By Ellen O'Conner
You know what I like in yoga class? Yoga.
You know those bistros where you get a little of this and a little of that, all fused together? I’m not the
biggest fan. I love Italian and Thai food, just not together. I love chicken, but when I order it, I want
primarily chicken. I don’t want some small bite inspired by chicken with too many ingredients layered
on to add volume and price but maybe not palatability.
I love a chicken pasta dish. I really don’t love chicken Alfredo which contains only 5 pieces of fettuccini because the rare
squid ink infusion makes it cost prohibitive. When that pasta
is topped with a dusting of chicken like flavoring over a pickled
tofu Parmesan Alfredo sauce and accented by lemon grass, a
coin of house cured lamb bacon, sriracha, and curls of a vegetable invented last week, like romanesco, I feel overly stimulated
and not so satiated. I am totally a fan of quality, locally sourced,
house made everything, but I don’t need it all in one dish.
What do food preferences have to do with yoga? The classes
have become like trendy bistros. They can feel way too complicated and resemble yoga very little. Yoga has always had variety,
and that’s a good thing. I’m not a purist, but I’m just not feeling
the Kick Boxing Kundalini with weights and essential oils class.
I’m good with “less is more.”
When I started practicing, I was enamored by yoga’s low tech
simplicity—a body and a mat. I didn’t feel intimidated by performance shoe choices, or the need to assemble a lot of gear and
master elaborate equipment. I used a block or a strap. Gradually, I tried various types of fitness yoga and incongruous yoga
hybrids with weights, bands, balls, and bars, fast twitch repetition, interval training, intense heat, loud stimuli, and screaming drill sergeants. All of this led me to miss my yoga practice.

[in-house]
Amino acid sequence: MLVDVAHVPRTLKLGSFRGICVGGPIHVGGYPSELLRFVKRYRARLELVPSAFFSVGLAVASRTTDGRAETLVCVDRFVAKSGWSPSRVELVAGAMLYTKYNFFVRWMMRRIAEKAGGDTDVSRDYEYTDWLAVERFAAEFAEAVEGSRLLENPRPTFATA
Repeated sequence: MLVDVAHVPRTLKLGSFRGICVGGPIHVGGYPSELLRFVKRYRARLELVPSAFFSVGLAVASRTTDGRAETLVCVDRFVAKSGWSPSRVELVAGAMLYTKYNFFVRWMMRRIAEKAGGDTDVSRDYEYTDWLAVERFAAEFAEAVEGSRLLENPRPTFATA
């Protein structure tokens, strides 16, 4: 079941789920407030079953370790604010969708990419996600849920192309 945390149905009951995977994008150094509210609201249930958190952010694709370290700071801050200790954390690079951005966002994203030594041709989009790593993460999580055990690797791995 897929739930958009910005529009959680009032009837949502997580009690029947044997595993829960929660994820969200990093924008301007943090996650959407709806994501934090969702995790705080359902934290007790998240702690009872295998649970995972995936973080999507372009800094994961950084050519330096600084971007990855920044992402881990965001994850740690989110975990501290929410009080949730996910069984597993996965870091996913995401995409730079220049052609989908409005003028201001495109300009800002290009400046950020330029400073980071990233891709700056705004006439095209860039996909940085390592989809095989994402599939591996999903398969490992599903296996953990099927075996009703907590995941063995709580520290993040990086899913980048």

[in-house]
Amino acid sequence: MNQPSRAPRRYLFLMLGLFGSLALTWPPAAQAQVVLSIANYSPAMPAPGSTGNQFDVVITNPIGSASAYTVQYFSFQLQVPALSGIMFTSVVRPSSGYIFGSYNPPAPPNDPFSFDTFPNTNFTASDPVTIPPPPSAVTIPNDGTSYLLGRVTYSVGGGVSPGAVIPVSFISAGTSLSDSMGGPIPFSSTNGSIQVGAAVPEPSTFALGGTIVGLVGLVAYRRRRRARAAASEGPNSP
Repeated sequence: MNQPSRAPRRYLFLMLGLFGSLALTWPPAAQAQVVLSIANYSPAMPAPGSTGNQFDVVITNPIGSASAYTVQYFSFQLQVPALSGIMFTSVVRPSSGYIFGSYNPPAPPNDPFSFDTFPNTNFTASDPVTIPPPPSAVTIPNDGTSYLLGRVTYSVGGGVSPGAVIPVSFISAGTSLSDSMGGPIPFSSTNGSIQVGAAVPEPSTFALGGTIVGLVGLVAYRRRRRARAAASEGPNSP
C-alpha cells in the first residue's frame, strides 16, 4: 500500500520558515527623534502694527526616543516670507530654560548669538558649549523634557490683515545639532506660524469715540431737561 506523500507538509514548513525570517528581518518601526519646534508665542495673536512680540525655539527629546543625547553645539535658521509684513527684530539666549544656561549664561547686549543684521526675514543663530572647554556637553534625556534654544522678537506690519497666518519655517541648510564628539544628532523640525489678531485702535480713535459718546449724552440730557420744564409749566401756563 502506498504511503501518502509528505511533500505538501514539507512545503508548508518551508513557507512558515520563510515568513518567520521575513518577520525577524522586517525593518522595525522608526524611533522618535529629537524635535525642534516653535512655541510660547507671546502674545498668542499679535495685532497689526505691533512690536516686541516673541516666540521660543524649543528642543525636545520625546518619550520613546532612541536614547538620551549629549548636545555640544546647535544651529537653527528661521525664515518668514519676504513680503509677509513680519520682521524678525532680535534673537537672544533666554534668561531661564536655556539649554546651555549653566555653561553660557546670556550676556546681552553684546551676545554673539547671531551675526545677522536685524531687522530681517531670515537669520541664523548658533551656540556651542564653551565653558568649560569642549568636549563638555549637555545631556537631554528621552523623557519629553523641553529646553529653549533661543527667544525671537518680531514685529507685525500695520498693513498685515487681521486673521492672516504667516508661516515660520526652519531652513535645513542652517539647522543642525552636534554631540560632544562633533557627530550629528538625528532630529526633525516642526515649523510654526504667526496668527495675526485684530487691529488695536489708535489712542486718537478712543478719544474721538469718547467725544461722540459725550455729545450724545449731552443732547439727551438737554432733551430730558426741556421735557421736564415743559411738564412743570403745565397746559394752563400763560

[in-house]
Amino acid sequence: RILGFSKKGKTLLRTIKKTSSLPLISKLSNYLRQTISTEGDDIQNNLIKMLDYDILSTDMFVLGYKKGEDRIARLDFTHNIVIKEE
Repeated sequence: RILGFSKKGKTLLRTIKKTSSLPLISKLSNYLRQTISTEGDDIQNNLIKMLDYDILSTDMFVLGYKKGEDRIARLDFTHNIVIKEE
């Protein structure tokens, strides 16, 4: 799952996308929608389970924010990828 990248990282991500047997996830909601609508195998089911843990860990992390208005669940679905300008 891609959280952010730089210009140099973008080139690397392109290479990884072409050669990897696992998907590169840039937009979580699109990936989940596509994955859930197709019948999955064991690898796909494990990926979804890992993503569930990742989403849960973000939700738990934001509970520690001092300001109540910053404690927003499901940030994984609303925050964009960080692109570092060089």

Fusing yoga with boxing is like mixing Italian and Thai. I get
that studios and instructors want to make a name and a living,
and that adding a popular activity with yoga seems like a wize
branding strategy. Further, promoting yoga as a component of
something else instead of as a unique complement is way easier
than the actual work of distilling yoga. But it’s not as satisfying.
Ultimately, SpinYo is a fad, like pumpkin spice, it’s everywhere
for a while and then nowhere.
It’s easy to skip out of hybrid yoga. Outside of yin, it’s not so
easy to find classes that aren’t too hot, too fast, too loud and
way too heavy on chaturangas. They feature so many sequences
I can’t catch my breath, let alone align myself in a pose. These
hard body hard core classes elevate my anxiety, irritability,
and even my internal inflammation. I leave feeling worse than
when I came.
CrossFit, TRX, and Boot Camp classes are money. People who
expect yoga to be free think nothing of dropping significant
cash on these classes. Why? Performance shoes. They are willing to pay more for activities with stuff, especially state of the
art. It’s understandable why yoga studios would emulate them,
but thinking a yoga practice and a HIIT routine are the same is
thinking over processing food with salt and saturated fat makes
it as flavorful as something ripe from the garden.
If the lack of pricey shoes doesn’t fill the room, studios pour
ketchup over the practice and make yoga and PX90 taste the
same. They entice students with WODs. Beachbody Insanity
and Yoga Shred aims to sell lucrative packages and save effort.
INDIANA & YOGA MAGAZINE ISSUE I